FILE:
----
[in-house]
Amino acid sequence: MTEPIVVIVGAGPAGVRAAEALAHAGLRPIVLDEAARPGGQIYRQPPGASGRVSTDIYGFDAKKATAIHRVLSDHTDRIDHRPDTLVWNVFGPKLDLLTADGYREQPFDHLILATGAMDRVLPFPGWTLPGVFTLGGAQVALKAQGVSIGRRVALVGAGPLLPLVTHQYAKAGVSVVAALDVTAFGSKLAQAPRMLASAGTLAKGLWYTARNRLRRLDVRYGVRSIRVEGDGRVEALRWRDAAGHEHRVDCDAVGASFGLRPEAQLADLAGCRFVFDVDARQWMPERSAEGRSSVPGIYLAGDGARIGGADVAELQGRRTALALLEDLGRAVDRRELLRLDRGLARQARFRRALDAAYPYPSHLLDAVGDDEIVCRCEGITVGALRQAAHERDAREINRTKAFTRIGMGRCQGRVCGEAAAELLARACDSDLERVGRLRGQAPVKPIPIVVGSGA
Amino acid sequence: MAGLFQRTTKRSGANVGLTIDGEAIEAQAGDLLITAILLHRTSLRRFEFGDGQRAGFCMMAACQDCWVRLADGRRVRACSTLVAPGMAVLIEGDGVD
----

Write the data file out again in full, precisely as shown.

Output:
[in-house]
Amino acid sequence: MTEPIVVIVGAGPAGVRAAEALAHAGLRPIVLDEAARPGGQIYRQPPGASGRVSTDIYGFDAKKATAIHRVLSDHTDRIDHRPDTLVWNVFGPKLDLLTADGYREQPFDHLILATGAMDRVLPFPGWTLPGVFTLGGAQVALKAQGVSIGRRVALVGAGPLLPLVTHQYAKAGVSVVAALDVTAFGSKLAQAPRMLASAGTLAKGLWYTARNRLRRLDVRYGVRSIRVEGDGRVEALRWRDAAGHEHRVDCDAVGASFGLRPEAQLADLAGCRFVFDVDARQWMPERSAEGRSSVPGIYLAGDGARIGGADVAELQGRRTALALLEDLGRAVDRRELLRLDRGLARQARFRRALDAAYPYPSHLLDAVGDDEIVCRCEGITVGALRQAAHERDAREINRTKAFTRIGMGRCQGRVCGEAAAELLARACDSDLERVGRLRGQAPVKPIPIVVGSGA
Amino acid sequence: MAGLFQRTTKRSGANVGLTIDGEAIEAQAGDLLITAILLHRTSLRRFEFGDGQRAGFCMMAACQDCWVRLADGRRVRACSTLVAPGMAVLIEGDGVD